The U.S. 71 Transit Study is evaluating how to enhance transit options along the U.S. 71/Bruce R. Watkins corridor between downtown Kansas City, Mo., and Grandview. The study team met with stakeholders and the public in August to help refine the needs for this corridor. The team considered this feedback along with technical data to help narrow the range of alternatives to a few still under consideration. Each alternative is being evaluated according to its ability to address three major needs within the corridor: transportation/mobility, economic development/land use, and sustainability/livability.
Bus rapid transit on U.S. 71, with parallel MAX (Metro Area Express) service on Prospect Avenue
Construction cost = $40–$55 million
Annual operating cost = $2.8 million
End-to-end travel time = 33 min 24 sec
Estimated daily ridership = 1,200–2,000
DMU service running parallel to U.S. 71, with MAX bus service on Prospect Avenue
Construction cost = $81–$150 million
Annual operating cost = $11.4 million
End-to-end travel time = 28 min 20 sec
Estimated daily ridership = 500–1,000
Next Steps for the Studies
Complete the U.S. 71 Transit Study by identifying a locally preferred alternative for this corridor in early 2013.
Finalize negotiations with partner railroads in 2013.
Initiate further project development, such as any required environmental study and conceptual engineering.
Plan for circulation bus services in suburban communities to provide access to stations along the I-70 and Rock Island corridors in suburban communities.
UMKC and KCATA were recognized for the
U-PASS program, which provides a public transit option for UMKC students.
MARC honored seven local projects and programs that set an example for creating sustainable places in the metro at its annual Sustainable Success Stories event on Nov. 30. The University of Missouri–Kansas City (UMKC) and the Kansas City Area Transportation Authority (KCATA) were honored for their popular U-Pass transit pass initiative that allows UMKC students to ride Metro buses by swiping their student ID. The service is paid for by a universal UMKC student fee and is operated in partnership with the KCATA.
The project seeks to reduce the number of single-passenger vehicles on campus as parking is a perennial student complaint. The U-Pass provides an environmentally friendly, economical and easy way for students to get to campus. The program introduces transit to people at a time in their lives when they are open to trying new things. During the 2011–2012 school year, 2,279 unique students took advantage of the U-Pass, contributing to an increase in Metro ridership. Ridership for the first half of 2012 was up 8.9 percent. Because the UMKC campus is centrally located, KCATA did not need to add more bus routes.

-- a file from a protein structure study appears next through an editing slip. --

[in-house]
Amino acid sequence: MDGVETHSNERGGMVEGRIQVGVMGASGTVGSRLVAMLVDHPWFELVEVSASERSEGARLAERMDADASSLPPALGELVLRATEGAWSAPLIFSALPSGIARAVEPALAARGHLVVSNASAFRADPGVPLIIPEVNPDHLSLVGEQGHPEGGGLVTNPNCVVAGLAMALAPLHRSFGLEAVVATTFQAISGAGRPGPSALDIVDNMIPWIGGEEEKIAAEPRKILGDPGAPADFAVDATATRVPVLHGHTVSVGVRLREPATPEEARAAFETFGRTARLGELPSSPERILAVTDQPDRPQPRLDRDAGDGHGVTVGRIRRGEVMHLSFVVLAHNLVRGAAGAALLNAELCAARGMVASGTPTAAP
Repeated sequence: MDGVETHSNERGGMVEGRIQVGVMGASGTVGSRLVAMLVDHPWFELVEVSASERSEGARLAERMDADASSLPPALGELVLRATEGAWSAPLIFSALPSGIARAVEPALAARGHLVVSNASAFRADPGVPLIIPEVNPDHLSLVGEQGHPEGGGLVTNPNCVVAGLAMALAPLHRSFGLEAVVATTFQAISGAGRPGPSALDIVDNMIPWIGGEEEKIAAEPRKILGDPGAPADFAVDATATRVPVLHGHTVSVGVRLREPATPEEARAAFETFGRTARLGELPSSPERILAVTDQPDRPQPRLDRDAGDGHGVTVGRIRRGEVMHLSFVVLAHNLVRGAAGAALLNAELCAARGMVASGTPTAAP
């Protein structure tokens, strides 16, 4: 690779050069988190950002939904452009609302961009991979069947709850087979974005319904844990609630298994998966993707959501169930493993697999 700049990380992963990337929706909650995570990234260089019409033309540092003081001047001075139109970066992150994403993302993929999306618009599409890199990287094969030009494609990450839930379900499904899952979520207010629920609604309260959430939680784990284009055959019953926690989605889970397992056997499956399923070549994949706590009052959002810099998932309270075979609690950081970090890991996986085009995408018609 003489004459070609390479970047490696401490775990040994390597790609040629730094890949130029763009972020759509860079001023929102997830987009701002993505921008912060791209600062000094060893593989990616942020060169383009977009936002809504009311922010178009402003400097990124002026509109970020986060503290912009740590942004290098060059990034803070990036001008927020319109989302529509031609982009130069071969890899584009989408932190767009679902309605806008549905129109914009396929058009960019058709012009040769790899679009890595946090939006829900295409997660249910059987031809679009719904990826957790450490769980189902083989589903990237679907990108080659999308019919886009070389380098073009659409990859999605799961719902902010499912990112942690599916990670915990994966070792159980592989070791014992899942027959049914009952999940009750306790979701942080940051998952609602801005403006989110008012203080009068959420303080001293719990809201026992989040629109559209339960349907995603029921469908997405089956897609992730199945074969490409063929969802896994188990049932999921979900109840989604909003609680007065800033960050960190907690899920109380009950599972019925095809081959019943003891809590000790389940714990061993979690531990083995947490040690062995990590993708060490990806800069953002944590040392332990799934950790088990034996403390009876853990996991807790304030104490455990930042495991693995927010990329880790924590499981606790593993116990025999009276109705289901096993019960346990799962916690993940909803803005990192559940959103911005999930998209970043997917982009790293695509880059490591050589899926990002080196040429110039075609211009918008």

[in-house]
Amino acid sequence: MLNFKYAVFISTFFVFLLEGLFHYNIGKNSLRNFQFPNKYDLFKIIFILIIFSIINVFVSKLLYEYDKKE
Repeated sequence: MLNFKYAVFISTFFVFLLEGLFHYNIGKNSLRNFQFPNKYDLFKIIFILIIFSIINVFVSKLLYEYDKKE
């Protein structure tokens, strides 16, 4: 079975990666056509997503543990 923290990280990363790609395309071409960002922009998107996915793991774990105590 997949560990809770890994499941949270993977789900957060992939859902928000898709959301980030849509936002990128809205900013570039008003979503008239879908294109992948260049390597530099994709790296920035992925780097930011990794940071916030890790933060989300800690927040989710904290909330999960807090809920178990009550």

Sustainable Success Stories is part of an ongoing community dialogue focused on building a better understanding of sustainable practices that have the potential to transform our community into "America’s Green Region." By sharing local successes and challenges, we can enable community partners to learn about and replicate locally tailored, high-impact sustainability practices.
U.S. 71 to become Missouri’s newest interstate highway
U.S. 71 officially achieves interstate status from Joplin to Kansas City on Dec. 12. The Missouri Department of Transportation is hosting a ceremony to unveil Missouri’s newest interstate at the East Middle School in Joplin, Mo. New signs marking the I-49 corridor will be installed and unveiled throughout the day. MoDOT will also hold a news conference at 4:30 p.m. at Gail's Harley-Davidson, 5900 Missouri Route 150, Grandview, Mo.
At the news conference, mayors from along the corridor in Jackson and Cass counties in MoDOT's Kansas City District will speak about how important interstate highways are to supporting growth and development. Each of these communities ― Cass and Jackson counties, Kansas City, Grandview, Belton, Raymore, Peculiar, Harrisonville and Archie ― have worked with MoDOT to help finance or develop transportation corridor improvements. Local governments, as well as chambers of commerce, community development organizations and businesses, will elaborate on the accelerated potential that I-49 will bring to the corridor.
I-49 will be the first interstate highway in Cass County, and for several counties to the south. This is part of a broader effort by Louisiana, Arkansas and Missouri to complete I-49 from New Orleans to Kansas City, with the ultimate goal of connecting Canada to the Gulf Coast.